When my sister said let's go to Bali and eat Nasi Goreng for my 50th, how could I resist. That dish instantly transports me to Bali. There was 5 of us, including our Mum, and we had a ball, celebrations lingering throughout the week.
With thousands of superb restaurants to choose from, my sister opted to have her birthday dinner catered poolside in our villa, sharing the night with family and close friends in intimate surroundings. It was a perfect opportunity to break out the 80's music and sashay through the night.
Bali has changed much since I first visited in the late 70's, when tie-dyed sarongs, lace edged dresses and crochet bikinis were all the rage.
Stay: One of the nicest things about staying in a private villa is the feeling of having a home away from home. It's a splendid option if travelling with a group. It allows us all to have our own bedrooms and bathrooms but also a communal living space poolside where we gather for much of the day and also at night for pre-bedtime swims.
That is of course when we're not out shopping, dining or poking around the streets and laneways of nearby Seminyak and Legian, picking up bargains or eating our way through Bali's other culinary staple: char-grilled chicken satays.
Shop: Bali was a screaming bargain back then and it is still is, though thankfully fashions have gone more upmarket to reflect Bali's cosmopolitan visitors. Jalan Raya Seminyak is a great place to start, with both sides of the street lined with funky clothing and shoe boutiques, home wares, restaurants, cafes and spa therapy centres. If you can't find somewhere to spend your rupiah on this endless strip, well, you're really not trying.
Nico Nico is one of my favourites for swimwear while Sea Gypsy does simply gorgeous jewellery inspired by ocean and earth elements. Periplus is a must for bookworms, stocking fiction and non-fiction, maps and travel guides – there are a dozen or so of these stores across Bali.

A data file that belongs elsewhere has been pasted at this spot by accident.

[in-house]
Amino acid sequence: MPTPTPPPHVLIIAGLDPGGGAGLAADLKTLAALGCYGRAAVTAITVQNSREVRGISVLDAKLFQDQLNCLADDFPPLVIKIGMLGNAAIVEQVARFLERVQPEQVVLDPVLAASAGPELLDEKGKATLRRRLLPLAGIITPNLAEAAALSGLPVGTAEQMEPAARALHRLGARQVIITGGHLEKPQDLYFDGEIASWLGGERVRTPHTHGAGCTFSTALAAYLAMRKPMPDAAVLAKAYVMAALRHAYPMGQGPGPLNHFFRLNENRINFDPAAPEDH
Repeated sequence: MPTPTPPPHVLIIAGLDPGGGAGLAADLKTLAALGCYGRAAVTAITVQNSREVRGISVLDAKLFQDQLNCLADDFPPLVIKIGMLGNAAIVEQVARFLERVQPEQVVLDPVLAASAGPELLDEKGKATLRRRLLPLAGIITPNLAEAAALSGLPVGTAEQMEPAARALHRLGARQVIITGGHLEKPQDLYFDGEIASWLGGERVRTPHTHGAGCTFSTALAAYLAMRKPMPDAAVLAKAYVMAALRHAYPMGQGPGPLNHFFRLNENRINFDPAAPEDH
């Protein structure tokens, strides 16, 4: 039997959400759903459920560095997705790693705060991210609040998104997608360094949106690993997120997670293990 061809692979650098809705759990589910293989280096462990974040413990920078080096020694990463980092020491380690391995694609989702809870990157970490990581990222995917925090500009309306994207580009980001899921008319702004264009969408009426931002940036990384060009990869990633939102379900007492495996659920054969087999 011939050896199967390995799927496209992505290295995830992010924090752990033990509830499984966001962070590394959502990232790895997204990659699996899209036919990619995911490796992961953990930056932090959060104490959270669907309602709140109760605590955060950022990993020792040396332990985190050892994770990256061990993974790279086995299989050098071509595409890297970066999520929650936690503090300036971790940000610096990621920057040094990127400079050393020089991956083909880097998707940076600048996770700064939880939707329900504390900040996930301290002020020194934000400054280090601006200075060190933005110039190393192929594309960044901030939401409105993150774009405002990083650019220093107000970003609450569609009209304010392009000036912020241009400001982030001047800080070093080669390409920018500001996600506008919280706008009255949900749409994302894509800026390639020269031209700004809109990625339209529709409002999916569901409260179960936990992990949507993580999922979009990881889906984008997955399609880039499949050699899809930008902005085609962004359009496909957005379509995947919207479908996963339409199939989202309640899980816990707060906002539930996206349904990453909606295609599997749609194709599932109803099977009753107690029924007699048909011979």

With birthday celebrations looming, we five ladies book an afternoon of pampering organised through Nikki, our villa host. Setting up her massage table beneath the thatched roof in a secluded corner of the garden, Anna's hands work her magic each day as we book her to return again and again. In fact daily massages and the odd pedicure turn out to be a highlight of my Bali holiday. Sure, you can still take a traditional Balinese massage on Kuta Beach, with soft-handed sarong sellers multi-tasking as coconut oil wielding masseuse. But for me, I'd prefer to retreat to a private sanctuary for such treatments. Our sanctuary, the Villa Akasa in Seminyak. With staff on hand to cook and look after us, we wanted for nothing.
It's impossible for me to not associate the island of Bali with the ubiquitous rice dish of Nasi Goreng. I always head to a local Warung (Balinese local restaurant) when I land and order Nasi Goreng with a side dish of sliced chillies in soy sauce, then I know I'm in Bali. Our Villa cooks served up a mean Nasi too and it was consumed often.
A local staple that originated from a need to preserve cooked rice in kitchens lacking refrigeration, Nasi Goreng is found everywhere: served street side from wheeled cart vendors to fine dining restaurants and everywhere in between. The deal maker (or breaker) for me is in the egg. Sliced omelette style and mixed into the rice rarely works. However, serve me a mound of Nasi Goreng draped with a firm white fried egg with soft yoke and I'm in culinary heaven.
Much better to venture out on to throbbing streets in search of perfect Nasi Goreng, knowing that I've a masseuse 'at home' to work out any holiday stresses should I be unlucky enough to encounter the odd bad egg.
Fiona Harper is a freelance travel writer specialising in travel boating and lifestyle genres. When not on the road checking out divine holiday destinations, she can usually be found bunkered down in a tropical location working on her next writing project.